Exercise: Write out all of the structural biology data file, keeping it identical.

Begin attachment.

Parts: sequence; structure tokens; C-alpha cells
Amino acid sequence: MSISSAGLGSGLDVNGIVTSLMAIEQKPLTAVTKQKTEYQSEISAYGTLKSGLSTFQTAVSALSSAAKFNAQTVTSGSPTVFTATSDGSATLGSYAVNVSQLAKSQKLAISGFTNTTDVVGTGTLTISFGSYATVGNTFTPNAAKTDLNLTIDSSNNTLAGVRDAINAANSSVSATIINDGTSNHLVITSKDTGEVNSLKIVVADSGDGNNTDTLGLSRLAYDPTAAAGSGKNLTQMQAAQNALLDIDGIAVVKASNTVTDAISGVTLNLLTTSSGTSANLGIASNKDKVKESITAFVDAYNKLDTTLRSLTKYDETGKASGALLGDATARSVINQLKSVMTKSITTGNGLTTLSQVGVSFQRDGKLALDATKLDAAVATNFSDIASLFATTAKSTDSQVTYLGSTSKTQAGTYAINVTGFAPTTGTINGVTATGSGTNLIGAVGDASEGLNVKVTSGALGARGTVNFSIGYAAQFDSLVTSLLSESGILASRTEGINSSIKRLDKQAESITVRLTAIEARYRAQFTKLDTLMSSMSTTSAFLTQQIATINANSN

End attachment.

Parts: sequence; structure tokens; C-alpha cells
Amino acid sequence: MSISSAGLGSGLDVNGIVTSLMAIEQKPLTAVTKQKTEYQSEISAYGTLKSGLSTFQTAVSALSSAAKFNAQTVTSGSPTVFTATSDGSATLGSYAVNVSQLAKSQKLAISGFTNTTDVVGTGTLTISFGSYATVGNTFTPNAAKTDLNLTIDSSNNTLAGVRDAINAANSSVSATIINDGTSNHLVITSKDTGEVNSLKIVVADSGDGNNTDTLGLSRLAYDPTAAAGSGKNLTQMQAAQNALLDIDGIAVVKASNTVTDAISGVTLNLLTTSSGTSANLGIASNKDKVKESITAFVDAYNKLDTTLRSLTKYDETGKASGALLGDATARSVINQLKSVMTKSITTGNGLTTLSQVGVSFQRDGKLALDATKLDAAVATNFSDIASLFATTAKSTDSQVTYLGSTSKTQAGTYAINVTGFAPTTGTINGVTATGSGTNLIGAVGDASEGLNVKVTSGALGARGTVNFSIGYAAQFDSLVTSLLSESGILASRTEGINSSIKRLDKQAESITVRLTAIEARYRAQFTKLDTLMSSMSTTSAFLTQQIATINANSN